Brianna’s presentation is a development of her graduate research focusing on collaborations between institutions to avoid issues of obsolescence, particularly technical knowledge to repair and maintain analogue video playback equipment. This ‘Magnetic Media Crisis’ has approximately 10-15 years to play out when the majority of magnetic media will be unplayable. Brianna compiled a list of instances starting in 1978 relating to knowledge obsolescence and analogue video decks. She collaboratively made a great visualisation in the form of a colour coded timeline breaking the instances into projects, publications, reports, conferences, task forces and grants – you can submit your own instances too! She concludes with some steps to potentially combat this knowledge obsolescence and degralescence by encouraging mentorships or bottom up strategies that include large scale collaborative projects. There’s an AV Knowledge Obsolescence survey Brianna has generated and is well worth your time to complete.
The ‘NTTW Effect’ roundtable
Joanna White, Steve Lhomme, Kieran O’Leary and Jonáš Svatoš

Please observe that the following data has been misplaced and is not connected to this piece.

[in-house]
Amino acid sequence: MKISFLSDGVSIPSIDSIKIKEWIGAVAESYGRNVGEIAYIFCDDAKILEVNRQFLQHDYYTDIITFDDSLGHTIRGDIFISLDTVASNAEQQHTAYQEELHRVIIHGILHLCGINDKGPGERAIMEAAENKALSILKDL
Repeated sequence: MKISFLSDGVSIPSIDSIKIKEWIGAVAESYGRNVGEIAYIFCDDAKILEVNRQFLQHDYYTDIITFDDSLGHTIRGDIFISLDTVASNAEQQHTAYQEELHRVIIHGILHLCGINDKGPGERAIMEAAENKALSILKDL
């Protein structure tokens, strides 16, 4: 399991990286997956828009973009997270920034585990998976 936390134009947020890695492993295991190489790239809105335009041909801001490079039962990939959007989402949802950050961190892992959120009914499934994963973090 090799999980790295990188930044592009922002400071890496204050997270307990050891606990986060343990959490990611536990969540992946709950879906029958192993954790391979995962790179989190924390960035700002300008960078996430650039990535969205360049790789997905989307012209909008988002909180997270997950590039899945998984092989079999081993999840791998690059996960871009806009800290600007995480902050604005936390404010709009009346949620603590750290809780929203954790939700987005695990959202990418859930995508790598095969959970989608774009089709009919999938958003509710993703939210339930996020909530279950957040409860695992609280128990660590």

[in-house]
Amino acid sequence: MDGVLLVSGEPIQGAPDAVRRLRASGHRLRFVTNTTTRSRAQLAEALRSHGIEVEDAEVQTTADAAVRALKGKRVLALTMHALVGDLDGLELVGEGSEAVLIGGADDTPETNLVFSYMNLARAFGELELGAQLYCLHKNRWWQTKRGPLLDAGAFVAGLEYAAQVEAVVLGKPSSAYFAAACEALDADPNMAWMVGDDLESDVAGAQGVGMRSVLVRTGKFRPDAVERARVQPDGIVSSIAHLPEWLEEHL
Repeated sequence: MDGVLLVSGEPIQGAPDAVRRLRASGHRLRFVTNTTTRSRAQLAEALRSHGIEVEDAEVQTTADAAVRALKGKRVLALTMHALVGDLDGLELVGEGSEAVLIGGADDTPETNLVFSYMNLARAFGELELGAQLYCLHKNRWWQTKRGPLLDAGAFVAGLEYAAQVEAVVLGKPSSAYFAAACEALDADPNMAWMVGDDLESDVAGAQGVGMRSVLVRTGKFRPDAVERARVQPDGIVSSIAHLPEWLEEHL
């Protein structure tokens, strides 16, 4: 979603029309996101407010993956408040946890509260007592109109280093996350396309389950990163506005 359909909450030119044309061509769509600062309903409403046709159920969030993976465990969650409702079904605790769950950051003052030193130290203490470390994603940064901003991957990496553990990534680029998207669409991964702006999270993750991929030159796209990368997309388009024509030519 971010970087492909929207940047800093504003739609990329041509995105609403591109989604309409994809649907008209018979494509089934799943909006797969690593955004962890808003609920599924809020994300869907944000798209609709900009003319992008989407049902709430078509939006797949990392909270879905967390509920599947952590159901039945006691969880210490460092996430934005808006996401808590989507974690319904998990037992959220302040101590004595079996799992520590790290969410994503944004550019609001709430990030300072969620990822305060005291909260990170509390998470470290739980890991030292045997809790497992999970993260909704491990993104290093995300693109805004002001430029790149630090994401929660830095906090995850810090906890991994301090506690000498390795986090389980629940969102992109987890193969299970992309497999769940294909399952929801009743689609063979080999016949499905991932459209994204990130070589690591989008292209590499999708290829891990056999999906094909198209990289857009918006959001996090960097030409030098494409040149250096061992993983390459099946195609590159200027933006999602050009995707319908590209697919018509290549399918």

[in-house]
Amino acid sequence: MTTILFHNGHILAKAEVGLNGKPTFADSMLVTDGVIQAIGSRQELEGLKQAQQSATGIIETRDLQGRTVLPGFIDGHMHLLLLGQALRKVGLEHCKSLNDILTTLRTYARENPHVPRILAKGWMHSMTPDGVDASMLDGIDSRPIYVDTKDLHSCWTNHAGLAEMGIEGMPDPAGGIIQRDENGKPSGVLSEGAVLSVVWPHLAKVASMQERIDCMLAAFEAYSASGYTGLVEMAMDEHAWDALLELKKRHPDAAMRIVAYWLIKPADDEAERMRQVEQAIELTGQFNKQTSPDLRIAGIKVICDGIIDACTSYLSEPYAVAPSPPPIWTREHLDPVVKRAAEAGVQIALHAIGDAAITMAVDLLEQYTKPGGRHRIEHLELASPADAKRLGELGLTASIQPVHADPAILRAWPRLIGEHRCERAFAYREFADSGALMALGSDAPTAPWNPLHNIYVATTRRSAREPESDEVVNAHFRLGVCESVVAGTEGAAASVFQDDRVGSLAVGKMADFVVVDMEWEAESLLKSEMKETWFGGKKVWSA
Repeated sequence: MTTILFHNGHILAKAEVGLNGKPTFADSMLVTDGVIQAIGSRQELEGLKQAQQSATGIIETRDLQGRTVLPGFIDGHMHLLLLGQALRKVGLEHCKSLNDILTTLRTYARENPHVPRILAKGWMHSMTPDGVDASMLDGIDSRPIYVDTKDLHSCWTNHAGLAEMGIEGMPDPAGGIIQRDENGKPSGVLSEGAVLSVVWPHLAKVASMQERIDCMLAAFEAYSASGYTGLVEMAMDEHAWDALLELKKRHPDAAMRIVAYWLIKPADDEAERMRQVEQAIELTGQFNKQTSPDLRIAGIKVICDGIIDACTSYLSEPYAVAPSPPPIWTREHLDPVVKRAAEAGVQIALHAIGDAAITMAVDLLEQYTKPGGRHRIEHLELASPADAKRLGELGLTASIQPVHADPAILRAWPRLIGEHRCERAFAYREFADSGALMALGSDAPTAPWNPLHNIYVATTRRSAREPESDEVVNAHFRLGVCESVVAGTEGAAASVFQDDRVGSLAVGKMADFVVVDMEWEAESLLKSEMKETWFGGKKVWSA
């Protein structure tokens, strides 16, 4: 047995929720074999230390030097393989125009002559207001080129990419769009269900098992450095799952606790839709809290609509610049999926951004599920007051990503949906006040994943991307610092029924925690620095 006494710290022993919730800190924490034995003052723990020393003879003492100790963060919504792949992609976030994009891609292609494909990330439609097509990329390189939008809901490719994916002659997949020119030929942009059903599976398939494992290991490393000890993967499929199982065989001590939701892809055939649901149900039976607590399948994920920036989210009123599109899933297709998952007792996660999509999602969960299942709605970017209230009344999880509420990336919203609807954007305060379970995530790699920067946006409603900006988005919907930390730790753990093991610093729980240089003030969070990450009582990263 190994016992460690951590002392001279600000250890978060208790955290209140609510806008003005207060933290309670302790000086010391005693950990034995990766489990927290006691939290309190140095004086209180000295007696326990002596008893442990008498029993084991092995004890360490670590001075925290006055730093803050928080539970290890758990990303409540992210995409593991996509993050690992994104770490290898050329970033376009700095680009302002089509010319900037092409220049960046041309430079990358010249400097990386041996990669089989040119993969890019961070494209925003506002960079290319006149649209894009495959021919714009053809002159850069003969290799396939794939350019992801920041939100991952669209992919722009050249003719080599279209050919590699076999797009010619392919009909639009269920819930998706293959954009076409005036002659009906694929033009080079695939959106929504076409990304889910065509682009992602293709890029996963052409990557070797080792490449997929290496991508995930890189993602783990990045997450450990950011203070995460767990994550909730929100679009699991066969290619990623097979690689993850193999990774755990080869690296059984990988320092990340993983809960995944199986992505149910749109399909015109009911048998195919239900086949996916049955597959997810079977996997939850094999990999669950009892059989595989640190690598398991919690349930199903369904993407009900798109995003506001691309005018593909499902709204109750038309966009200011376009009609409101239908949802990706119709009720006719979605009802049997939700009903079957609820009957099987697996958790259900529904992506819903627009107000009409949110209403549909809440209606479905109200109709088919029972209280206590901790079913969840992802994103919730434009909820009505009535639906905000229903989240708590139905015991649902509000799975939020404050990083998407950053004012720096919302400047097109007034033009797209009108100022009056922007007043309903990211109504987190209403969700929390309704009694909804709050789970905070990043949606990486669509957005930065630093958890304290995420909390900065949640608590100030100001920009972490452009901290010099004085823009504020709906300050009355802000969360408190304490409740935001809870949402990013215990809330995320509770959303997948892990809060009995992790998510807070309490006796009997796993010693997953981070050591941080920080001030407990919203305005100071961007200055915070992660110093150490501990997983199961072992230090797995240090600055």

It was a massive honour to share the stage with Steve Lhomme, Kieran O’Leary and Jonáš Svantoš, all of whom have been involved with NTTW since it’s inception. I felt a little bit of an imposter alongside these talented professionals! Together we discussed our experiences of NTTW, and what the NTTW Effect represented to each of us. For Kieran it was an accelerated development in his skills following the first No Time To Wait and exposure to the powerful combination of developers, archivists and standards adherence. Jonáš was impressed by the easy mix of professional developers and new comers like himself, making it easier for a socially awkward archivists to collaborate with others – so he no longer had to search in the darkness for answers. Steve reflected on the difference between NTTW1 and NTTW4 for uptake of Matroska attributing it to this conference and the excellent publicising from Dave, Jérôme and Ashley. It was a wonderful moment to hear Steve declare that he learns as much from the community as anyone else, admitting to Kieran that he hadn’t know what fixity meant despite the fact it was already built into Matroska! It’s so encouraging and inspiring to hear this kind of honesty from people like Steve who contribute so much to daily digital preservation workflows of so many around the world.